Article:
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I Suck at Meditating

But I've decided that's okay so I do it anyway.

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I suck at meditating. For years, I tried different ideas, everything from walking meditation to meditation classes to simply taking five slow, mindful breathes while sitting on the floor of my closet.

Nothing worked. I didn’t have the time or money to go to meditation classes, walking meditations were really just walks and if I managed three breathes on my closet floor before either thinking “this is stupid” or noticing the pile of laundry in the corner, well, that was a miracle.

Now I know that part of meditating successfully is being non-judgmental, generous and kind to yourself. So the mere fact that I have said, on more occasions than I can count, that I suck at mediating really points up how bad I am at the entire concept.

But over the past several months, I’ve adopted an entirely new view of meditation, thinking of it more like mental exercise than something I’m supposed to be naturally good at. As an avid CrossFitter, I’ve struggled and strove to master all kinds of complicated movement, double-unders and muscle-ups, snatches, and power cleans. Complex movements that I’ve been working to master for going on seven years. Sometimes they work, sometimes they don’t. Muscle-ups still elude me and double-unders come and go. But I keep trying because I know that learning new skills, especially challenging ones, takes time and because I believe in the importance of exercise.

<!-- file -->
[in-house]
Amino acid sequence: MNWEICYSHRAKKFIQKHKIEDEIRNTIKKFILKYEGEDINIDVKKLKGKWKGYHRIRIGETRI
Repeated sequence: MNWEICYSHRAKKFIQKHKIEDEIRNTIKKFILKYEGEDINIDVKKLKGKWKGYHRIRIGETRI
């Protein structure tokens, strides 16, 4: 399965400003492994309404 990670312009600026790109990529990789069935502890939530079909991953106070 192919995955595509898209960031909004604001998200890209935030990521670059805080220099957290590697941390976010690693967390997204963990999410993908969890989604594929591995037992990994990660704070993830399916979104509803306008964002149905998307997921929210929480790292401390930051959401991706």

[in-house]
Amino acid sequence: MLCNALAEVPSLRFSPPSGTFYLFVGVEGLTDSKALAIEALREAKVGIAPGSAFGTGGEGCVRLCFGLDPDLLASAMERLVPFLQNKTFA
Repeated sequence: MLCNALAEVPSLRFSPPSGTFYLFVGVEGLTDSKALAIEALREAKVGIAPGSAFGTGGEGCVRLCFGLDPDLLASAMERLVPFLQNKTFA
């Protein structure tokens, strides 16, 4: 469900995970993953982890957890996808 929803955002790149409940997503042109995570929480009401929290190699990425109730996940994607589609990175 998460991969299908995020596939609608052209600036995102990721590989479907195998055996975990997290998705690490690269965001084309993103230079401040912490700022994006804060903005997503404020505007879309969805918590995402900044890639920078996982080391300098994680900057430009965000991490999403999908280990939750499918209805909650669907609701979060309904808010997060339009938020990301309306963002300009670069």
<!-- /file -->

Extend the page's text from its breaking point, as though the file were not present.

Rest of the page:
So rather than sit down and expect myself to be able to stay focused, calm and mindful for ten full minutes, I treat each of my daily meditation sessions simply as the chance to practice. To get better. To exercise my mind while I slowly learn a new skill.

Looking at it differently, I guess I would say I’m attempting to approach meditation with a growth mindset, as something I do to get mentally stronger, the same way I do situps, or burpees or struggle with double-unders to get physically stronger.

If you haven’t tried meditation with an eye towards simply learning and practicing and learning a new skill, I invite you to join me on the journey.

Let me know how it goes for you. You’ll find me sitting on the floor of my closet.

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    People look for retreats for themselves, in the country, by the coast, or in the hills . . . There is nowhere that a person can find a more peaceful and trouble-free retreat than in his own mind. . . . So constantly give yourself this retreat, and renew yourself.

    - MARCUS AURELIUS

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